The Mesh Shading feature was first introduced by NVIDIA’s Turing architecture with the RTX 2000 Series GPUs in the latter half of 2018; shortly after that, we got the first proper showcase released by NVIDIA in December of that year with their Asteroids demo.
Even though it’s now also supported by AMD’s RDNA 2 based RX 6000 graphics cards for PC & next-generation consoles and it is mentioned as a core feature of the DirectX 12 Ultimate set, we haven’t seen any actual implementation of Mesh Shading in a live game, which is a shame as the technology has the potential to enhance performance by allowing geometry to be pre-culled, thus allowing developers to render more complex scenes without sacrificing performance in the process.
That changed recently, with NetEase adding the feature to their MMORPG Justice (which previously also got support for RTX Global Illumination and, earlier than that, was the first title to feature both RTX-based shadows/reflections and DLSS).
The official NVIDIA blog spoke with game programmer Yuheng Zou to discuss the developer’s Mesh Shading implementation, which enables 1.8 billion triangles to be rendered at 4K and over 60 frames per second with an RTX 3060 Ti graphics card.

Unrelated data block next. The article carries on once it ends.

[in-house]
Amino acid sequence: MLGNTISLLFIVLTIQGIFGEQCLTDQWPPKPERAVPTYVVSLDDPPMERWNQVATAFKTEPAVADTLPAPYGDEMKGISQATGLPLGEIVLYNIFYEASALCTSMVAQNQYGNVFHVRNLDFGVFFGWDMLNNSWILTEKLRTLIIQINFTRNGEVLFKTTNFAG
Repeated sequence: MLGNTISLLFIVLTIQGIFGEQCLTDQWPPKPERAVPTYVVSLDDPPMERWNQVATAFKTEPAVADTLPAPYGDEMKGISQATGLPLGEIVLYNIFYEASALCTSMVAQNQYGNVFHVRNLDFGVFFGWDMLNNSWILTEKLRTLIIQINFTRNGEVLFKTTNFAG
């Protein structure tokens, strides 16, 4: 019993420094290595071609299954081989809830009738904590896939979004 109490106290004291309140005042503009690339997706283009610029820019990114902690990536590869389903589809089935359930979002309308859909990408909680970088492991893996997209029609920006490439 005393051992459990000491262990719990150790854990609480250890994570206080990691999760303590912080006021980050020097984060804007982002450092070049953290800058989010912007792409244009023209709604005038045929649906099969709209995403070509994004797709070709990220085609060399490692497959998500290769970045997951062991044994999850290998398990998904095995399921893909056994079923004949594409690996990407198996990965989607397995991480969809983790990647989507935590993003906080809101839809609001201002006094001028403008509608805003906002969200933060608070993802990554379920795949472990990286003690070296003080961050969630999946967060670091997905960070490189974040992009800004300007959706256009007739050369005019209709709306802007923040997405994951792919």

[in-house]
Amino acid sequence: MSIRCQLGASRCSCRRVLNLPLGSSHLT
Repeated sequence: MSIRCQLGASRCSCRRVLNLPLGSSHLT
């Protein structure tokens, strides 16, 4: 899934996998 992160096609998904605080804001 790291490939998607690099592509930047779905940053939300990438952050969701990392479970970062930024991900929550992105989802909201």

Zou explained how this feature can greatly increase the geometric detail in games.
Our first thought is to render some highly detailed models which may need insane number of triangles. Soon we found we can combine Mesh Shaders with auto-generated LODs to achieve almost only-resolution-relevant rendering complexity, instead of polygon number. And we decided to try it out. With so much potential of Mesh Shader, we conceive that it would be the mainstream of future games.
Mesh Shading can extend the scalability of geometry stage, and is very easy to integrate to engine runtime. It has the ability to encapsulate the culling procedure in a single API call, which omits tedious state and resource setup procedure as draw indirect requires. With Mesh Shading, the culling algorithms we use can be of great flexibility. For example, in the shadow pass, we don’t have the depth information so occlusion culling is simply ignored in the shader.
Our technology enables the ability of rendering parallax and silhouette of models in an incredible fidelity. For scenes like caves, these details can produce a visually better image. It also provides Chinese ancient buildings, furniture and ornaments with “meticulous” rendering result, which enables the culture carried by them to be expressed in Justice to the finest extent.
You can check it out in the Justice showcase video below.
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